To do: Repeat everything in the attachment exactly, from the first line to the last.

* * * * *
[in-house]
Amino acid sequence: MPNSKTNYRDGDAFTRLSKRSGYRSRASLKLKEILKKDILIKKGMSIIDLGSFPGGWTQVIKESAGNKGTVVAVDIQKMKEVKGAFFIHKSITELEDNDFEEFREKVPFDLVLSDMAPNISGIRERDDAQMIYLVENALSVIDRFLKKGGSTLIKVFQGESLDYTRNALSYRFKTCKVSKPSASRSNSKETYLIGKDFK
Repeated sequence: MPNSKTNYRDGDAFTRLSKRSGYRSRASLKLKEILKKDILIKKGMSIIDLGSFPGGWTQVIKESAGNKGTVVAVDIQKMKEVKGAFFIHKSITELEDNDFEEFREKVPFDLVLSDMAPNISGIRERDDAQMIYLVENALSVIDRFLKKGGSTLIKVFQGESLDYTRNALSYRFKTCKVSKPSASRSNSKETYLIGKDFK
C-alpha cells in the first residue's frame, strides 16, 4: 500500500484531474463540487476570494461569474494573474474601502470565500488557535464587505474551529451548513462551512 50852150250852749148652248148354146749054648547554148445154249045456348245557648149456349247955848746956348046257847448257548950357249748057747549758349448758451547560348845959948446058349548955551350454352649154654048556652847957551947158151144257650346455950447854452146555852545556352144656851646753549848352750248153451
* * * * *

[in-house]
Amino acid sequence: MPNSKTNYRDGDAFTRLSKRSGYRSRASLKLKEILKKDILIKKGMSIIDLGSFPGGWTQVIKESAGNKGTVVAVDIQKMKEVKGAFFIHKSITELEDNDFEEFREKVPFDLVLSDMAPNISGIRERDDAQMIYLVENALSVIDRFLKKGGSTLIKVFQGESLDYTRNALSYRFKTCKVSKPSASRSNSKETYLIGKDFK
Repeated sequence: MPNSKTNYRDGDAFTRLSKRSGYRSRASLKLKEILKKDILIKKGMSIIDLGSFPGGWTQVIKESAGNKGTVVAVDIQKMKEVKGAFFIHKSITELEDNDFEEFREKVPFDLVLSDMAPNISGIRERDDAQMIYLVENALSVIDRFLKKGGSTLIKVFQGESLDYTRNALSYRFKTCKVSKPSASRSNSKETYLIGKDFK
C-alpha cells in the first residue's frame, strides 16, 4: 500500500484531474463540487476570494461569474494573474474601502470565500488557535464587505474551529451548513462551512 50852150250852749148652248148354146749054648547554148445154249045456348245557648149456349247955848746956348046257847448257548950357249748057747549758349448758451547560348845959948446058349548955551350454352649154654048556652847957551947158151144257650346455950447854452146555852545556352144656851646753549848352750248153451